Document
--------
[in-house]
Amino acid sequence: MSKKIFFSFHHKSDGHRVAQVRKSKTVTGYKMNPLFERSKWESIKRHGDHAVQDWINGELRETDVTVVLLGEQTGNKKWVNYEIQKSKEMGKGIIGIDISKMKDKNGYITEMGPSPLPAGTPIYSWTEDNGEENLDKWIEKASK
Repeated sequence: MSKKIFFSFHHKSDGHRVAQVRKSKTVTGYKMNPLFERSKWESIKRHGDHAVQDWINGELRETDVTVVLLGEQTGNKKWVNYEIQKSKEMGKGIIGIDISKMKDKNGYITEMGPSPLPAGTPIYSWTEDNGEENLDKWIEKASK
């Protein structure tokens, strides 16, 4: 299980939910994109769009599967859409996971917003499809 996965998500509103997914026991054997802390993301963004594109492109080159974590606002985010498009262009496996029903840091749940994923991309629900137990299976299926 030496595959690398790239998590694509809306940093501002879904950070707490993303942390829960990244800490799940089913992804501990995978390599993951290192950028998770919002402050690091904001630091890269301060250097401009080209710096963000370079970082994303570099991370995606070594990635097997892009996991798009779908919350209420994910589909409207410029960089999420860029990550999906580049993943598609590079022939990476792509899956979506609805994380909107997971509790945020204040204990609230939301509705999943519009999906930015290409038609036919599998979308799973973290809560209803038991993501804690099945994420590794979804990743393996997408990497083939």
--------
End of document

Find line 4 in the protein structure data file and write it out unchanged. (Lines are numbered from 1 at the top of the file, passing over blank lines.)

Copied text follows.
């Protein structure tokens, strides 16, 4: 299980939910994109769009599967859409996971917003499809 996965998500509103997914026991054997802390993301963004594109492109080159974590606002985010498009262009496996029903840091749940994923991309629900137990299976299926 030496595959690398790239998590694509809306940093501002879904950070707490993303942390829960990244800490799940089913992804501990995978390599993951290192950028998770919002402050690091904001630091890269301060250097401009080209710096963000370079970082994303570099991370995606070594990635097997892009996991798009779908919350209420994910589909409207410029960089999420860029990550999906580049993943598609590079022939990476792509899956979506609805994380909107997971509790945020204040204990609230939301509705999943519009999906930015290409038609036919599998979308799973973290809560209803038991993501804690099945994420590794979804990743393996997408990497083939």